# 102_Matlab analysis of the mass-spring-damper system

## Matlab analysis of the mass-spring-damper system (time responses based on the analytical solutions)

### (1) msd class

To handle multiple configurations of mass-spring-damper systems, it is convenient to define a mass-spring-damper class ‘msd‘ to store properties of the system. In application, the user creates multiple msd instances, each of which corresponds with one configuration of interest.

The code below is the definition of the msd class. The class consists of the three parameters of a mass-spring-damper, namely, the mass $m$, damper coefficient $c$ and spring coefficient $k$. The code also contains methods to calculate other dependent properties of the system, such as the undamped natural frequency $\omega_{n}$, damping ratio $\zeta$, transfer function, the root of the characteristic equation $s$ and the time responses $x(t)$ due to the step and impulse input forces $f(t)$.

In the functions ‘Step’ and ‘Impulse’ in the below msd class definition, the time responses are calculated based on the analytical solutions of the differential equation of the system, listed in the left column on the tables in Summary of the analytical solutions

1 2 3 4 5 6 7 8 9 10 11 12 13 14 15 16 17 18 19 20 21 22 23 24 25 26 27 28 29 30 31 32 33 34 35 36 37 38 39 40 41 42 43 44 45 46 47 48 49 50 51 52 53 54 55 56 57 58 59 60 61 62 63 64 65 66 67 68 69 70 71 72 73 74 75 76 77 78 79 80 81 82 83 84 classdef msd % Mass Spring Damper Data Set Class properties m % Mass [kg] c % Damper coefficient [N/(m/s)] k % Spring coefficient [N/m] end properties (Dependent) wn % Undamped natural frequency [rad/s] wd % Damped natural frequency [rad/s] zeta % Damping ratio s % Roots of the characteristic equation TF % Transfer function end methods % constructor function obj = msd(m, c ,k) if nargin > 0 obj.m = m; obj.c = c; obj.k = k; end end % dependent properties calculated on request function wn = get.wn(obj) wn = sqrt(obj.k/obj.m); % undamped natural frequency [rad/s] end function zeta = get.zeta(obj) zeta = obj.c/(2*obj.m*obj.wn); % damping ratio end function wd = get.wd(obj) wd = obj.wn*sqrt(1-obj.zeta^2); % damped natural frequency [rad/s] end function s = get.s(obj) s = complex( [-obj.zeta*obj.wn + obj.wn*sqrt(obj.zeta^2-1) -obj.zeta*obj.wn - obj.wn*sqrt(obj.zeta^2-1)] ); % root of the characteristic eq end function TransferFunction = get.TF(obj) TransferFunction = tf(1, [obj.m, obj.c, obj.k]); % transfer function end % functions that outputs time responses function [step_t, step_x] = Step(obj, t, step_value) % step_value - the magnitude of the input force [N] % for unit step input set it to 1 % t - time vector at which the step response is calculated if obj.zeta < 1 % underdamped theta = atan(sqrt(1-obj.zeta^2)/obj.zeta); x = step_value/obj.k * (1 - exp(-obj.zeta*obj.wn.*t) .* sin(obj.wd.*t + theta) ./sqrt(1-obj.zeta^2));   elseif obj.zeta == 1 % critically damped x = step_value/obj.k * (1- (1+obj.wn.*t).*exp(-obj.wn.*t));   else alpha1 = obj.wn * (obj.zeta + sqrt(obj.zeta^2-1)); alpha2 = obj.wn * (obj.zeta - sqrt(obj.zeta^2-1));   x = (step_value/obj.wn^2) * ... (1 - (alpha1.*exp(-alpha2.*t) - alpha2.*exp(-alpha1.*t) )./(alpha1-alpha2) ); end step_t = t; step_x = x; end function [impulse_t, impulse_x] = Impulse(obj, t, scale_value) % scale_value - the multiplier of the scaled impulse % for unit impulse set it to 1 if obj.zeta < 1 % underdamped x = scale_value/ (obj.m * obj.wd) * exp(-obj.zeta.*obj.wn.*t) .* sin(obj.wd.*t);   elseif obj.zeta == 1 % critically damped x = scale_value/obj.m .*t.*exp(-obj.wn.*t);   else alpha1 = obj.wn * (obj.zeta + sqrt(obj.zeta^2-1)); alpha2 = obj.wn * (obj.zeta - sqrt(obj.zeta^2-1));   x = (scale_value/(alpha1-alpha2)) * ... ( exp(-alpha2.*t) - exp(-alpha1.*t) ); end impulse_t = t; impulse_x = x; end end end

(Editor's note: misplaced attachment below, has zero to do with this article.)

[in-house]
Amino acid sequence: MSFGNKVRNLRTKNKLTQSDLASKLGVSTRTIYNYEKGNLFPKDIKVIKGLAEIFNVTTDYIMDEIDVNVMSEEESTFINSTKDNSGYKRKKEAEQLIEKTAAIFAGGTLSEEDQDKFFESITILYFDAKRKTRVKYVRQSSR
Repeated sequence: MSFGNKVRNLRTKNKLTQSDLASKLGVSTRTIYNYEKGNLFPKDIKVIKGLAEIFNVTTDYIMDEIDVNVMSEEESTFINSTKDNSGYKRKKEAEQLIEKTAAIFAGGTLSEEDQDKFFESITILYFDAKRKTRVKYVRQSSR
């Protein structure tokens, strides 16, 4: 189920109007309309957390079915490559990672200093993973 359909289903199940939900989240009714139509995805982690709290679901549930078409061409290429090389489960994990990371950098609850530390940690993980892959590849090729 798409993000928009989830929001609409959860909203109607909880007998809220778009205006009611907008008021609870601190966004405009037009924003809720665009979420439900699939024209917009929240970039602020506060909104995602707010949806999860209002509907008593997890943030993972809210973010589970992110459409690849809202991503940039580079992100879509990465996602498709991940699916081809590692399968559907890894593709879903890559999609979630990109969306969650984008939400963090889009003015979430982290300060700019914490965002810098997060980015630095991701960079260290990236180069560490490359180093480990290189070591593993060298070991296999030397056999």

### (2) Example script file (for $\zeta$ sweep with the step response of $f(t) = 9$ N)

The below Matlab script stands as an example of the method to plot the time responses and the root locus using the msd class defined above.

In the first section of the code, several configurations of mass-spring-dampers with changing damper coefficients $c$ are set, then the time vector against which the time response is calculated are given, along with the magnitude of the input force after the step event $f(t)$.

In the second section, ‘msd’ instances are created for each of the different configurations of the mass-spring-dampers and the step responses are calculated. The last section of the code allows the visual comparison of the mass-spring-damper systems. Figure (1) is the Root Locus and Figure (2) is the time response based on the functions in the msd class definition. Figure(3) outputs the same time response as Figure (2). The differences are Figure (3) utilises the transfer function of each msd instance in conjunction with the built-in function ‘step’ in the Matlab Control System Toolbox to confirm the result.